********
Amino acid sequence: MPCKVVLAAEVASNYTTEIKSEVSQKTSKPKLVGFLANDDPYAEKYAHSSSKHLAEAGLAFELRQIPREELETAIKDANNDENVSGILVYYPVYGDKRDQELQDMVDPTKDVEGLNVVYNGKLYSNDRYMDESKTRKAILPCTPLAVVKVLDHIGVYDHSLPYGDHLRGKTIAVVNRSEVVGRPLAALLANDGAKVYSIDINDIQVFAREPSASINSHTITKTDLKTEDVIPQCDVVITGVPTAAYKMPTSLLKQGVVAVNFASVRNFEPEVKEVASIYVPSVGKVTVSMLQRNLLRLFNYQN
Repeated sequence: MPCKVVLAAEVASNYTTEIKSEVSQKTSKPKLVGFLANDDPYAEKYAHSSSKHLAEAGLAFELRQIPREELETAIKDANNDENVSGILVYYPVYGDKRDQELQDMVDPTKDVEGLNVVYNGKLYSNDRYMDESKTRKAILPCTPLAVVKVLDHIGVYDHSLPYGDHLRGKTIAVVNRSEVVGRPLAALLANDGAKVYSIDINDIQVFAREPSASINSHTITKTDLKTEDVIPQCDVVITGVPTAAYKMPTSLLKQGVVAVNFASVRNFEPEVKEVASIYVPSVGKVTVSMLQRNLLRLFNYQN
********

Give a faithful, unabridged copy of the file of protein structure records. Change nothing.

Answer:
Amino acid sequence: MPCKVVLAAEVASNYTTEIKSEVSQKTSKPKLVGFLANDDPYAEKYAHSSSKHLAEAGLAFELRQIPREELETAIKDANNDENVSGILVYYPVYGDKRDQELQDMVDPTKDVEGLNVVYNGKLYSNDRYMDESKTRKAILPCTPLAVVKVLDHIGVYDHSLPYGDHLRGKTIAVVNRSEVVGRPLAALLANDGAKVYSIDINDIQVFAREPSASINSHTITKTDLKTEDVIPQCDVVITGVPTAAYKMPTSLLKQGVVAVNFASVRNFEPEVKEVASIYVPSVGKVTVSMLQRNLLRLFNYQN
Repeated sequence: MPCKVVLAAEVASNYTTEIKSEVSQKTSKPKLVGFLANDDPYAEKYAHSSSKHLAEAGLAFELRQIPREELETAIKDANNDENVSGILVYYPVYGDKRDQELQDMVDPTKDVEGLNVVYNGKLYSNDRYMDESKTRKAILPCTPLAVVKVLDHIGVYDHSLPYGDHLRGKTIAVVNRSEVVGRPLAALLANDGAKVYSIDINDIQVFAREPSASINSHTITKTDLKTEDVIPQCDVVITGVPTAAYKMPTSLLKQGVVAVNFASVRNFEPEVKEVASIYVPSVGKVTVSMLQRNLLRLFNYQN